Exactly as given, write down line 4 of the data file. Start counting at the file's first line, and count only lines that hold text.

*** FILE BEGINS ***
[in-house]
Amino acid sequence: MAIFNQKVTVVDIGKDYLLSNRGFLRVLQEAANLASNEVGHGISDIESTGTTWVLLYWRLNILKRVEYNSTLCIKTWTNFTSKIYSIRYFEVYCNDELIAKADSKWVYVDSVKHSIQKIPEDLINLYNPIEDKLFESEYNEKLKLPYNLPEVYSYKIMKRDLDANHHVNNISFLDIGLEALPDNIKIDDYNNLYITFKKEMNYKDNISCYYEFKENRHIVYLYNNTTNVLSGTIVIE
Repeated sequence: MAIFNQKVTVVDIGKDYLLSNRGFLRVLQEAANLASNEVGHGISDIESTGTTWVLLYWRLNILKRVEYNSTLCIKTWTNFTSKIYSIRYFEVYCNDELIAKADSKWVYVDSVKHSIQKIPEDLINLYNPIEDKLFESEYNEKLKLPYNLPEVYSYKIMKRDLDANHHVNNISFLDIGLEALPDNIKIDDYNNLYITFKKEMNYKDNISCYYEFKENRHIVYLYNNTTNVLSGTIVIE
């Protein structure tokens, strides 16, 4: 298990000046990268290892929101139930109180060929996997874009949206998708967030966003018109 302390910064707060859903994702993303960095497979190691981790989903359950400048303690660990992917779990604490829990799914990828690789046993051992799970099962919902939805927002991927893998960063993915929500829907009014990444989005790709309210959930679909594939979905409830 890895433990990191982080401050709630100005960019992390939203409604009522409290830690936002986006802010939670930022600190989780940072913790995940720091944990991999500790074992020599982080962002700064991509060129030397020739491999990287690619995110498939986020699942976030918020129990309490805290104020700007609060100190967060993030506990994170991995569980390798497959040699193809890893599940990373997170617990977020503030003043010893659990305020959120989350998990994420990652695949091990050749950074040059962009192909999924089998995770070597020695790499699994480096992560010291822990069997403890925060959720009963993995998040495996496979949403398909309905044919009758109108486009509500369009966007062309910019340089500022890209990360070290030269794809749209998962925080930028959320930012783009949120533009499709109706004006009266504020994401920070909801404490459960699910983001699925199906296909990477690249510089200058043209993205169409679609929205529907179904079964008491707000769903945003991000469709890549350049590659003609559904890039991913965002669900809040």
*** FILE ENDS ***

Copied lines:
């Protein structure tokens, strides 16, 4: 298990000046990268290892929101139930109180060929996997874009949206998708967030966003018109 302390910064707060859903994702993303960095497979190691981790989903359950400048303690660990992917779990604490829990799914990828690789046993051992799970099962919902939805927002991927893998960063993915929500829907009014990444989005790709309210959930679909594939979905409830 890895433990990191982080401050709630100005960019992390939203409604009522409290830690936002986006802010939670930022600190989780940072913790995940720091944990991999500790074992020599982080962002700064991509060129030397020739491999990287690619995110498939986020699942976030918020129990309490805290104020700007609060100190967060993030506990994170991995569980390798497959040699193809890893599940990373997170617990977020503030003043010893659990305020959120989350998990994420990652695949091990050749950074040059962009192909999924089998995770070597020695790499699994480096992560010291822990069997403890925060959720009963993995998040495996496979949403398909309905044919009758109108486009509500369009966007062309910019340089500022890209990360070290030269794809749209998962925080930028959320930012783009949120533009499709109706004006009266504020994401920070909801404490459960699910983001699925199906296909990477690249510089200058043209993205169409679609929205529907179904079964008491707000769903945003991000469709890549350049590659003609559904890039991913965002669900809040």